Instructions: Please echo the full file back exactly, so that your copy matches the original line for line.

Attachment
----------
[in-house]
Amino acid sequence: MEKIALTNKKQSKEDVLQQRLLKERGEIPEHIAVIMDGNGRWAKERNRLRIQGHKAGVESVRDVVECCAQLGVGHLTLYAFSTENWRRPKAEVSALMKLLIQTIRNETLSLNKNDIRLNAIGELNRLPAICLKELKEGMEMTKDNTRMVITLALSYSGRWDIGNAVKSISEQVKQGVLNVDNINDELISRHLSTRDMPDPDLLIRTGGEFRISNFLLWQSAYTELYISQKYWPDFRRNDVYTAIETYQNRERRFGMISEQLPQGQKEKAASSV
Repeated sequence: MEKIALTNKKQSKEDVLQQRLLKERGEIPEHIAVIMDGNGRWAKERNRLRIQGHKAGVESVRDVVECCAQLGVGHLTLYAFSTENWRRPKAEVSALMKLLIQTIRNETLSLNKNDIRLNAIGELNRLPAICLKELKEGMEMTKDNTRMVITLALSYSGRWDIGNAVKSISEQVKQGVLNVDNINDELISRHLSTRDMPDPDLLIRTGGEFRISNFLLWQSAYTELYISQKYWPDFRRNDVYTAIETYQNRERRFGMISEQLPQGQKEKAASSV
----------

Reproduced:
[in-house]
Amino acid sequence: MEKIALTNKKQSKEDVLQQRLLKERGEIPEHIAVIMDGNGRWAKERNRLRIQGHKAGVESVRDVVECCAQLGVGHLTLYAFSTENWRRPKAEVSALMKLLIQTIRNETLSLNKNDIRLNAIGELNRLPAICLKELKEGMEMTKDNTRMVITLALSYSGRWDIGNAVKSISEQVKQGVLNVDNINDELISRHLSTRDMPDPDLLIRTGGEFRISNFLLWQSAYTELYISQKYWPDFRRNDVYTAIETYQNRERRFGMISEQLPQGQKEKAASSV
Repeated sequence: MEKIALTNKKQSKEDVLQQRLLKERGEIPEHIAVIMDGNGRWAKERNRLRIQGHKAGVESVRDVVECCAQLGVGHLTLYAFSTENWRRPKAEVSALMKLLIQTIRNETLSLNKNDIRLNAIGELNRLPAICLKELKEGMEMTKDNTRMVITLALSYSGRWDIGNAVKSISEQVKQGVLNVDNINDELISRHLSTRDMPDPDLLIRTGGEFRISNFLLWQSAYTELYISQKYWPDFRRNDVYTAIETYQNRERRFGMISEQLPQGQKEKAASSV